Friends vs Family Relationships

Final Draft Due: Nov. 18

Format: MLA

Length: 4-6 double-spaced pages



For Essay No. 1, you were to have written your own argument inspired by one of the texts that we read for class. Essay No. 2 offers you more freedom: you will create your own argument on an issue of your choice, research for outside sources and write a researched analysis comprised of a sophisticated, nuanced claim that will sustain 4-6 pages of discussion.


Essay No. 2 requires you to integrate a minimum of five sources, of which at least three must be peer-reviewed, academic sources. Consult your notes from our classroom discussions about what constitutes a peer-reviewed source, and the materials from our library session. Note that Wikis and dictionaries do not count as sources unless you are specifically using them as part of your argument, which must be cleared with the instructor first.


When researching, let open questions guide you. Do not simply look for evidence to support a claim that you’ve already made. The source material can help you to shape your own focus and thesis statement.


Also note that you do not need to use each source equally, and probably shouldn’t. Use what is necessary to support your argument, but don’t rely heavily on lengthy quotes from your sources to pad the paper. Integrate direct quotations with your own prose, and of course, cite your sources according to MLA style.




  • When reviewing a source for possible inclusion, look at its Works Cited pages. The works cited in one source that is useful to you will undoubtedly lead to others. Do not simply choose the first five sources you come across! You will need to compile many sources to find at least five that are truly relevant and useful. See the discussion on Project Document No. 3 for more on this.
  • Form a research question that will help you think about your topic before you settle on a working thesis statement. Avoid a research question that could be easily answered “yes” or “no.” Instead ask “to what extent?”
  • Narrow your focus. Don’t try to solve a generic, enormous societal problem: think of the specific aspect of it that you could address in a single paper. For instance: “Students use technology in education… Blackboard is a common tool… Discussion boards are a common tool in Blackboard… Students might or might not be allowed anonymous posts in Blackboard… To what extent does anonymity shape student-centered online conversation?” Your researched, considered answer to that question might be your thesis statement.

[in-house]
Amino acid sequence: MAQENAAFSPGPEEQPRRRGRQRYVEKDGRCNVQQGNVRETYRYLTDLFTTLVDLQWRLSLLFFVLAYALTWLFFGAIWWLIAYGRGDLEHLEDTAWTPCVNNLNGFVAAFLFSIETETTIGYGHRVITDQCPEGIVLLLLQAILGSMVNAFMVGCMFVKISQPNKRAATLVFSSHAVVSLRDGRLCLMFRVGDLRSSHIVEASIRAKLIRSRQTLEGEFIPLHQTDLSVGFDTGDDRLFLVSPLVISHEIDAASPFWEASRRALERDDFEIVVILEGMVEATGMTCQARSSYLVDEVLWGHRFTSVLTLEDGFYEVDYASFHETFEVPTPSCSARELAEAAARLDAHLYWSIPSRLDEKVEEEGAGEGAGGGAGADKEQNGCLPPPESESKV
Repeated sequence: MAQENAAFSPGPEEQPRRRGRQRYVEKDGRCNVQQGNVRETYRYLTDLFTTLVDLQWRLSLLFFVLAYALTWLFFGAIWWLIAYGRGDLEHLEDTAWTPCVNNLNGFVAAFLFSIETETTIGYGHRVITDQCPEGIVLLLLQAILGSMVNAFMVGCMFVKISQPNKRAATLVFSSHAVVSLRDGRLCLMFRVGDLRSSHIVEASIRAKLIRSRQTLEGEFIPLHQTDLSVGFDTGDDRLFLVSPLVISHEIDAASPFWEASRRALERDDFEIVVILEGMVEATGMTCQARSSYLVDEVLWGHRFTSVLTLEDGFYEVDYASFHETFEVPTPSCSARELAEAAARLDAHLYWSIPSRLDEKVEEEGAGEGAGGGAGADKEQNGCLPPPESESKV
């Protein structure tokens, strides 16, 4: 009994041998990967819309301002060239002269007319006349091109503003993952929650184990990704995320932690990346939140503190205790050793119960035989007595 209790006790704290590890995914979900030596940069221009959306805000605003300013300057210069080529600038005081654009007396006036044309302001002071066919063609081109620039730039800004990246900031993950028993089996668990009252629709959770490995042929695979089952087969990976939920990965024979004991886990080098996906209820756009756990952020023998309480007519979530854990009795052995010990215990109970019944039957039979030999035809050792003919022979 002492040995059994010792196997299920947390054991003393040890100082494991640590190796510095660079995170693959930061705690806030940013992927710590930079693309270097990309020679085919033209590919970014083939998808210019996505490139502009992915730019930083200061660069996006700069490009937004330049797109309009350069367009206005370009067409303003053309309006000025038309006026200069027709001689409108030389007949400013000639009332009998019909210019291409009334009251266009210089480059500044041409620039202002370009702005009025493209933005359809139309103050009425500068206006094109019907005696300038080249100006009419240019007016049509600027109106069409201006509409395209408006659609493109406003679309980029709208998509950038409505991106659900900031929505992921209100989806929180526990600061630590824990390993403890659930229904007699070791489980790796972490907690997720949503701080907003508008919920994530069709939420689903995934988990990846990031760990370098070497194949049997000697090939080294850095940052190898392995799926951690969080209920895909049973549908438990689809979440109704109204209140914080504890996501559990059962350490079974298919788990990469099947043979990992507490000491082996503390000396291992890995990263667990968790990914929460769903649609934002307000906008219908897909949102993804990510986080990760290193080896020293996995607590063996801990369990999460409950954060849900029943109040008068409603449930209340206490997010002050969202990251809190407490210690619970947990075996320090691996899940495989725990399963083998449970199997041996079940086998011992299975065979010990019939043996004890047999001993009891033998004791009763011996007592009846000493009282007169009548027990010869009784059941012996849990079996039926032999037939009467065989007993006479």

• Consider combining cultural lenses with your topic: gender, race, class, ethnicity, age, sexuality, power relationships, boundaries, access, education, technology, etc. Observing how these lenses impact your area of interest can lead you to a focused, specific thesis statement.
  • Allow writing as a process to help you determine your thesis. Collect your sources, quotations, interpretations and such from your research and analyze them, combine them. Where do they lead you? Try to avoid letting your preconceived ideas influence your research: instead of looking for sources to “prove” your stance, let the sources inform your stance.
  • This is not a book report, a factual data report or personal op-ed. We are looking for a work of analysis. Do not simply describe something, do not simply dictate policy, do not simply report data or summarize what others have argued. You must analyze all those things in forming your argument, but the argument itself is key.
  • Don’t forget the counterargument(s). Consider what a reasonable person might argue against your thesis, and address it. Don’t be afraid to alter your thesis to accommodate reasonable criticism.


Assessment Criteria:


  • A strong thesis, which is an interpretive claim and not merely an opinion or description;
  • Evidence and examples that support the thesis statement’s assertions;
  • A logical and effective structure of well-developed, concise paragraphs, smooth transitions, and a strong introduction and conclusion;
  • Familiarity with useful ideas and terms from readings and outside sources, well-integrated into the argument;
  • Language, diction, syntax, MLA style and mechanics;
  • An interesting title;
  • A Works Cited page that is properly formatted, accurate and provides full citation for all your sources.






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